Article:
|Publication Type||Journal Article|
|Year of Publication||2009|
|Authors||Garber, M, Guttman, M, Clamp, M, Zody, MC, Friedman, N, Xie, X|
|Date Published||2009 Jun 15|
|Keywords||Algorithms, Base Sequence, Evolution, Molecular, Genomics, Sequence Alignment, Software|
MOTIVATION: Comparing the genomes from closely related species provides a powerful tool to identify functional elements in a reference genome. Many methods have been developed to identify conserved sequences across species; however, existing methods only model conservation as a decrease in the rate of mutation and have ignored selection acting on the pattern of mutations.
RESULTS: We present a new approach that takes advantage of deeply sequenced clades to identify evolutionary selection by uncovering not only signatures of rate-based conservation but also substitution patterns characteristic of sequence undergoing natural selection. We describe a new statistical method for modeling biased nucleotide substitutions, a learning algorithm for inferring site-specific substitution biases directly from sequence alignments and a hidden Markov model for detecting constrained elements characterized by biased substitutions. We show that the new approach can identify significantly more degenerate constrained sequences than rate-based methods. Applying it to the ENCODE regions, we identify as much as 10.2% of these regions are under selection.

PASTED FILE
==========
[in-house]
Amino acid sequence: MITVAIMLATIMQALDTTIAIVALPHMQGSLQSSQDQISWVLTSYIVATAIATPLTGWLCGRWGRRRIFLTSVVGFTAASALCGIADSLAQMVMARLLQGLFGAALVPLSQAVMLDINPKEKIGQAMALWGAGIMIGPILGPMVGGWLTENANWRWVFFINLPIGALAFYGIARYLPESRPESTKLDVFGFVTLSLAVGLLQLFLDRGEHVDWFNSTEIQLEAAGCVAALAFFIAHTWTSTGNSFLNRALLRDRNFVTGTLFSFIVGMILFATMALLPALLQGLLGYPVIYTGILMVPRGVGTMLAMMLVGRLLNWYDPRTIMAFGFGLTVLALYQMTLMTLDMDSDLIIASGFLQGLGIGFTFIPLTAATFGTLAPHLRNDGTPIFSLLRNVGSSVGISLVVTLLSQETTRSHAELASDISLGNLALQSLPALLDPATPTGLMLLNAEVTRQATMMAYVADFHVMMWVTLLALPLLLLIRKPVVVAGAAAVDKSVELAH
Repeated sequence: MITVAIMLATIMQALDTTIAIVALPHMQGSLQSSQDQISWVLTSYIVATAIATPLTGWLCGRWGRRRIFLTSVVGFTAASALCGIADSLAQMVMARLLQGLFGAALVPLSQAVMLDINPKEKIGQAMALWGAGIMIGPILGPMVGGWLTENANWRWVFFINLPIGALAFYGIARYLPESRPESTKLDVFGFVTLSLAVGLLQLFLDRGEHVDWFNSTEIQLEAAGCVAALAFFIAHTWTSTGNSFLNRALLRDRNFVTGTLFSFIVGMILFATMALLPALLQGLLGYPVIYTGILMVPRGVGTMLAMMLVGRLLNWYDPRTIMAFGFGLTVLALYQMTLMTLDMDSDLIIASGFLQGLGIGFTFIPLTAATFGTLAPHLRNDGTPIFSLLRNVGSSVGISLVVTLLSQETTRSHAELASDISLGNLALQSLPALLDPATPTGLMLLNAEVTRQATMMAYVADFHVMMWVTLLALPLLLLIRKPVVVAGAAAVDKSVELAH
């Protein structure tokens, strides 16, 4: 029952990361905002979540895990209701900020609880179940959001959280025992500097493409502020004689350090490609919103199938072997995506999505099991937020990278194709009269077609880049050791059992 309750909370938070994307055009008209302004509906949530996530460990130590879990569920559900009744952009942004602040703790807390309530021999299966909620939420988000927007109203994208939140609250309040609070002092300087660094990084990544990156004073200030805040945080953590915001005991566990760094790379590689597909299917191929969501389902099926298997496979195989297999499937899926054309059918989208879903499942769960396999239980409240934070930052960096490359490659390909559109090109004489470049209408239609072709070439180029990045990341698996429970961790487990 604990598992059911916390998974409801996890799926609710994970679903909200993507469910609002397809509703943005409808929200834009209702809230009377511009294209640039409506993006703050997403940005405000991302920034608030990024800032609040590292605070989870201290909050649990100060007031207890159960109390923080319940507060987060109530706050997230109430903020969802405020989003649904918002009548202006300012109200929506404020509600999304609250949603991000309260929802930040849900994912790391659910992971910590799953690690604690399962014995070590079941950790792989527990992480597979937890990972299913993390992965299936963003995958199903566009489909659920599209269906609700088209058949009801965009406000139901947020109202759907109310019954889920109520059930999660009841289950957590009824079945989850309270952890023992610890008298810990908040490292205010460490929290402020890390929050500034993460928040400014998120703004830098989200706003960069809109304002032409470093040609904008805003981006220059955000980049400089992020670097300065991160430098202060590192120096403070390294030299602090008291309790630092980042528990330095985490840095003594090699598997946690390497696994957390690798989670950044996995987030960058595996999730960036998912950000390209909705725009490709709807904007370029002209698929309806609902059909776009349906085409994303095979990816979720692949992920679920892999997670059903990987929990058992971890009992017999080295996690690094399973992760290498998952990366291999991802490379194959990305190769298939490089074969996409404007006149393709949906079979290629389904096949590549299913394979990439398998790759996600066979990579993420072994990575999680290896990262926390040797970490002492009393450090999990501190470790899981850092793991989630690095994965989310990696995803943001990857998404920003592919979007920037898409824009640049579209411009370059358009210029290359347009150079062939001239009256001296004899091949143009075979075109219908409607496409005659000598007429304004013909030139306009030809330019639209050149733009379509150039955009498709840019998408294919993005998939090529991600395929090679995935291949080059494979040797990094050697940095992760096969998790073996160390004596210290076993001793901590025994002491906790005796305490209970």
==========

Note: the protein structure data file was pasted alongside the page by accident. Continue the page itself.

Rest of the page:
AVAILABILITY: The algorithms are implemented in a Java software package, called SiPhy, freely available at http://www.broadinstitute.org/science/software/.
SUPPLEMENTARY INFORMATION: Supplementary data are available at Bioinformatics online.
|PubMed Central ID||PMC2687944|